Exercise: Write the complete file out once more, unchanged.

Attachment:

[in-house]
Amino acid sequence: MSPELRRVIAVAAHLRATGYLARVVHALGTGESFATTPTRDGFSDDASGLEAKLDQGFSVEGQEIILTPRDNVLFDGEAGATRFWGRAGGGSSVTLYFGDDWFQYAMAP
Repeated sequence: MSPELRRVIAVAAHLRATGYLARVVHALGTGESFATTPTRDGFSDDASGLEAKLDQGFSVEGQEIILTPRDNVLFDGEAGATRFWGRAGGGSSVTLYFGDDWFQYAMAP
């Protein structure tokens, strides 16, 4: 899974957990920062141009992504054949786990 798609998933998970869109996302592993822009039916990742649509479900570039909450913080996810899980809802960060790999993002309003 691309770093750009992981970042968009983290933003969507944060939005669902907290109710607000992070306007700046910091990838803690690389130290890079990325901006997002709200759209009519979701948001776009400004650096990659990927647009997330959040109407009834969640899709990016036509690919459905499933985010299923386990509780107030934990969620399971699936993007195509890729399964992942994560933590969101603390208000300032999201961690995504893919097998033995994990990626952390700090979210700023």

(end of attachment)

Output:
[in-house]
Amino acid sequence: MSPELRRVIAVAAHLRATGYLARVVHALGTGESFATTPTRDGFSDDASGLEAKLDQGFSVEGQEIILTPRDNVLFDGEAGATRFWGRAGGGSSVTLYFGDDWFQYAMAP
Repeated sequence: MSPELRRVIAVAAHLRATGYLARVVHALGTGESFATTPTRDGFSDDASGLEAKLDQGFSVEGQEIILTPRDNVLFDGEAGATRFWGRAGGGSSVTLYFGDDWFQYAMAP
């Protein structure tokens, strides 16, 4: 899974957990920062141009992504054949786990 798609998933998970869109996302592993822009039916990742649509479900570039909450913080996810899980809802960060790999993002309003 691309770093750009992981970042968009983290933003969507944060939005669902907290109710607000992070306007700046910091990838803690690389130290890079990325901006997002709200759209009519979701948001776009400004650096990659990927647009997330959040109407009834969640899709990016036509690919459905499933985010299923386990509780107030934990969620399971699936993007195509890729399964992942994560933590969101603390208000300032999201961690995504893919097998033995994990990626952390700090979210700023």